He waits for me to say something, but I’m editing the hell out of myself. I’m bad with patients. I’m bad with job interviews. I put my foot in my mouth and my ankle in my mouth and my leg and my penis and torso and throat until there’s no body left because it’s all in my mouth. The only reason why I got this job is because there was no job interview. They were desperate. I was desperate. They took me. They took him. They’ll take anybody. The job’s not rocket science. Hell, it’s not even science. It’s driving. It’s driving the bleeding.
I say, “I’ve never killed anyone. Yet.”
It’s the wrong thing to say. And the right thing. It’s a thing. I said it.
The siren fades. It wasn’t a cop. It was one of us. An ambulance. Going lights and sirens. Which is bad. Patients ask us to put on the lights sometimes; they want us to put on the sirens. They want to feel what it’s like to be a patient who might die. That’s who gets lights and sirens. It signifies someone who might be in Heaven or Hell by tomorrow night. People want to know what that feels like, to be close to Purgatory.
Mark knows right now. He’s hovering on a precipice. Actually it’s a curb. But it’s a curb not far from freeway. And freeway is all speed and velocity. Freeways are physics and physics tend to kill people.
“I want to kick one,” he says.
I have to scratch my balls right now. This happens. Stupid timing. I’ve had a patient who was telling me about the death of her daughter one time and all I could think about was how much I needed to go number two. Our days are spent eating the worst food with little time for bathroom breaks. It’s amazing how often patients talk to me and my bladder is all I am listening to.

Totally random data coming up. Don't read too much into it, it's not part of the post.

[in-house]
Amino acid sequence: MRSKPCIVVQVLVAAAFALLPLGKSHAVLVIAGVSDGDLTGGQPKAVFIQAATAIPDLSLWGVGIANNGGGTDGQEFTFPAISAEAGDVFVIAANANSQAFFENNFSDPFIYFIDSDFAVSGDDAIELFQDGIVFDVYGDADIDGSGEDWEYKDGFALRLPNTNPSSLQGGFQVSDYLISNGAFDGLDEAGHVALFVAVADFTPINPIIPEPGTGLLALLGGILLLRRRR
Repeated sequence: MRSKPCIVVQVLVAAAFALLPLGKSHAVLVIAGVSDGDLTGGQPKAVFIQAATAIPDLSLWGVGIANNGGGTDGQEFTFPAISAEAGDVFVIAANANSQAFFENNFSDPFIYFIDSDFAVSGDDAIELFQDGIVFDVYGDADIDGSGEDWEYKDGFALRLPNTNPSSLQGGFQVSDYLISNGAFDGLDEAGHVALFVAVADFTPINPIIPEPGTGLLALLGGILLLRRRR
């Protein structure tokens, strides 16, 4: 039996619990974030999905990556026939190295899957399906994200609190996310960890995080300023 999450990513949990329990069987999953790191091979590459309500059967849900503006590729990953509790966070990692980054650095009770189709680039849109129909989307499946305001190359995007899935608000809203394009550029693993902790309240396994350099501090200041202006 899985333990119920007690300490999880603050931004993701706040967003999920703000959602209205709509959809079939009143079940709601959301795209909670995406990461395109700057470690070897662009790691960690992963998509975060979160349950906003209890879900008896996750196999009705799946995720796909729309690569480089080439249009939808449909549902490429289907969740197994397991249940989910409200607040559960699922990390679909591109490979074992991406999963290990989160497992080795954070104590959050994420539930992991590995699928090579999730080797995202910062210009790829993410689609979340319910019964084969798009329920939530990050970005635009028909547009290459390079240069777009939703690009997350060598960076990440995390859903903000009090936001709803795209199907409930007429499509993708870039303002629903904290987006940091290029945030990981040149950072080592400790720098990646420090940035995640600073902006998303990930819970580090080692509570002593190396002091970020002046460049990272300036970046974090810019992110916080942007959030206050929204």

“I want to kick a truck,” he says, “One going seventy miles an hour. I want it to take my leg off.”
Without censoring myself, I say, “I want to kick a truck too” and I don’t know how come my tongue is made out of eels. My brain is a terrorist. I don’t know how to communicate with people in the real world. That’s why I’m in medicine. Medicine takes anyone. We’re anyone. I’m anyone. And so I keep talking. “Let’s kick the ambulance,” I say, “It’s a truck.”
It’s like God gave me a moment to be normal, to say something that makes sense, that works. I had a five-year-old in the back of the ambulance one time and I started telling her a story about a fifteen-year-old boy eaten by an alligator. I went into detail, looking down at the floor and when I looked up I realized that horror exists much more intensely for children. I realized sometimes I need to keep my mouth shut. This wasn’t that time. Mark loved the idea. Why take the world out on his own body when we had an ambulance that had filled our lungs with so much exhaust that we both had permanent intermittent coughs? Patients frequently ask us if we’re all right. We always say no, we’re not.